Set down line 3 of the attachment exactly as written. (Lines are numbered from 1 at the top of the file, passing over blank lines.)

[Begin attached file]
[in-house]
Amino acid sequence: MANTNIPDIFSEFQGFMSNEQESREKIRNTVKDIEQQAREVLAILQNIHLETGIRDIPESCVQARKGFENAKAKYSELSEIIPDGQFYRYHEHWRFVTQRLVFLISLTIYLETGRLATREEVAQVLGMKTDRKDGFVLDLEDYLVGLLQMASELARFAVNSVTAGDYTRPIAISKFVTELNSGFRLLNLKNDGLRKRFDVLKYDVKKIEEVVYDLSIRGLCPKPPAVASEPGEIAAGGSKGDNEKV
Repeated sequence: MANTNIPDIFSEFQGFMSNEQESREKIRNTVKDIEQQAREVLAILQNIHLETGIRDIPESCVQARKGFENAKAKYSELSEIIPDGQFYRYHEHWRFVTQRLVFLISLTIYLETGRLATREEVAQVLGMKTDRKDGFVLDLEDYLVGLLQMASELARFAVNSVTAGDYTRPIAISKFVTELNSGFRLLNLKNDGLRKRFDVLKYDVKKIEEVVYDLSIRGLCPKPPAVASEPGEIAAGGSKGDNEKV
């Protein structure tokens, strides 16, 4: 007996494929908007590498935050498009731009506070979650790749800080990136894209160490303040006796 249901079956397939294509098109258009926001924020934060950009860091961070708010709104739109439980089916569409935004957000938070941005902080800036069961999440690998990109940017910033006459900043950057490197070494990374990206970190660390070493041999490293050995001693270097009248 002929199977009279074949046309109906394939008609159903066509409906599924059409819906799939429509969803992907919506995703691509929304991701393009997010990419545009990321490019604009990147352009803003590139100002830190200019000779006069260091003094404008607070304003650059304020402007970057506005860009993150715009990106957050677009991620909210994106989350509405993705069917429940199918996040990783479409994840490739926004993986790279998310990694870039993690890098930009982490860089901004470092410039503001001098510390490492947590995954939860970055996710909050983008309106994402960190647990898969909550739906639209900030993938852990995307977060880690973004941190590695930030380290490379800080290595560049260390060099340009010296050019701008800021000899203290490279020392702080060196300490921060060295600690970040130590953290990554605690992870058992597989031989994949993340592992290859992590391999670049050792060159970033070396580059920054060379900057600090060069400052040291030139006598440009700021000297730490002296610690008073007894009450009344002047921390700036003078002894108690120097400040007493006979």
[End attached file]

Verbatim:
Repeated sequence: MANTNIPDIFSEFQGFMSNEQESREKIRNTVKDIEQQAREVLAILQNIHLETGIRDIPESCVQARKGFENAKAKYSELSEIIPDGQFYRYHEHWRFVTQRLVFLISLTIYLETGRLATREEVAQVLGMKTDRKDGFVLDLEDYLVGLLQMASELARFAVNSVTAGDYTRPIAISKFVTELNSGFRLLNLKNDGLRKRFDVLKYDVKKIEEVVYDLSIRGLCPKPPAVASEPGEIAAGGSKGDNEKV